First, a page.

- The Washington Times - Monday, January 17, 2000

The Democrats' boxing gloves are off a week before the Iowa caucuses as Bill Bradley fights to keep his presidential campaign intact.

Mr. Bradley, who debates Vice President Al Gore tonight in Des Moines, trails by 20 points or more in recent Iowa surveys.

He is trying to keep Iowa from becoming his Waterloo by downplaying expectations. He notes that another Democratic insurgent, Sen. Edward M. Kennedy, managed only 31 percent against President Jimmy Carter in the 1980 Iowa caucuses.

Mr. Bradley, who had vowed to run a positive race, is going negative. Last week, the former New Jersey senator hammered Mr. Gore for casting a pro-tobacco vote in 1985 and for raising the "Willie Horton" furlough issue against fellow Democrat Michael Dukakis in the 1988 presidential campaign.

Mr. Bradley is blanketing Iowa with a variety of media messages. Over the weekend, he launched a new television ad in which Sen. Daniel Patrick Moynihan of New York says Mr. Bradley would restore voters' trust in the presidency.

Mr. Bradley also announced a new Web site about the caucuses, www.caucusforbradley.com, that features a greeting from Los Angeles Lakers Coach Phil Jackson.

Mr. Bradley, a former New York Knicks basketball player, was renowned for his outside shot. But the Iowa caucuses are an insider's game.

Iowa is a state of 1.9 million registered voters. But neither party has ever turned out more than 110,000 caucus voters. Labor unions, which back the vice president, could make a critical difference herding Gore activists to the polls next Monday.

"Senator Bradley is going to have a difficult time reacting and reaching the core of the Democratic Party in Iowa," Iowa Gov. Tom Vilsack told CNN Jan. 8.

"Caucus goers are heavily unionized, heavily organized" and "the vice president has a lock on those folks," the Democratic governor said.

Mr. Gore is trying to make Mr. Bradley look particularly insensitive to Iowa farmers who sought relief after devastating floods in 1993. Last week, Mr. Gore began airing a television ad about flood relief that features Sen. Tom Harkin, Iowa Democrat.

"Al Gore was the only Democratic candidate for president who helped make sure that Iowa got the help we desperately needed after those floods," Mr. Harkin says.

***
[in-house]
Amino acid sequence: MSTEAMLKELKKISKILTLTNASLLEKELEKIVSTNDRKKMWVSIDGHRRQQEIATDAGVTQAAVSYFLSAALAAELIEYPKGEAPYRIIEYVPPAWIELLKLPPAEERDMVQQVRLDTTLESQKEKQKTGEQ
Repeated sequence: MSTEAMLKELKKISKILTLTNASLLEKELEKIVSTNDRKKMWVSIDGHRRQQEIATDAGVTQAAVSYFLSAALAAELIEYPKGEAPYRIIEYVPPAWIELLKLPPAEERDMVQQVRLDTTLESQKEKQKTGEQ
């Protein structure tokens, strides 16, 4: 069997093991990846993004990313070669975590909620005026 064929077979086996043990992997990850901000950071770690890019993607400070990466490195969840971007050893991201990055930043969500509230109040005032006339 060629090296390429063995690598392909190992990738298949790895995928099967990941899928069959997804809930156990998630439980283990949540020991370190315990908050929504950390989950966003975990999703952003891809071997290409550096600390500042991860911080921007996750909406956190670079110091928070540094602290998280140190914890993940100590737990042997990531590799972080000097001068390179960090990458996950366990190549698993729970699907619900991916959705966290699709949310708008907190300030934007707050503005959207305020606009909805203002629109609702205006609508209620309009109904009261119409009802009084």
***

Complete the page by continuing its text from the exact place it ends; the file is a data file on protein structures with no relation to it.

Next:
Mr. Bradley voted against a $1 billion amendment Mr. Harkin submitted, but the New Jersey senator did vote for the final bill that allocated nearly $6 billion in flood relief.

During a Jan. 8 debate in Iowa, Mr. Gore asked Mr. Bradley to tell a farmer in the audience why he had voted against the flood-relief amendment. Mr. Bradley appeared dismissive when he said the race is "about the future" and not the past.

Mr. Gore kept up the pressure Thursday when he flew a New Jersey farm family to Iowa to criticize Mr. Bradley's agricultural record.

To make matters worse, Mr. Bradley's appeal for racial reconciliation is not a top priority in a state that is 97 percent white.

For months, Mr. Bradley vowed not to dignify Mr. Gore's attacks. But last week, he began to level his own. He criticized Mr. Gore for voting against a Bradley anti-tobacco amendment in 1985 when both served in the U.S. Senate. The amendment would have eliminated a planned reduction in the tobacco tax.

Gore spokesman Chris Lehane says Mr. Bradley is acting desperate because he has been knocked off stride.

Mr. Bradley and Mr. Gore both have $19 million on hand to spend during the primaries. That means Mr. Bradley can continue to compete with Mr. Gore into the March primary blitz, even if he loses in both Iowa and New Hampshire.

But cash is less important in a caucus state dominated by activists than in the primary states, such as New Hampshire, where voters go to the polls Feb. 1.

Mr. Bradley planned to spend $700,000 on television ads in the last two weeks of the Iowa campaign. But showing ads to the masses may not motivate voters to attend the caucuses in 2,135 precincts across Iowa.

In 1996, only 95,000 people voted in Iowa's Republican caucuses that featured Bob Dole against Pat Buchanan. On the Democratic side, President Clinton was unopposed and only 50,000 voters went to the caucuses.

Iowa is almost evenly split between Democrats, Republicans and independents, who register with no party affiliation.

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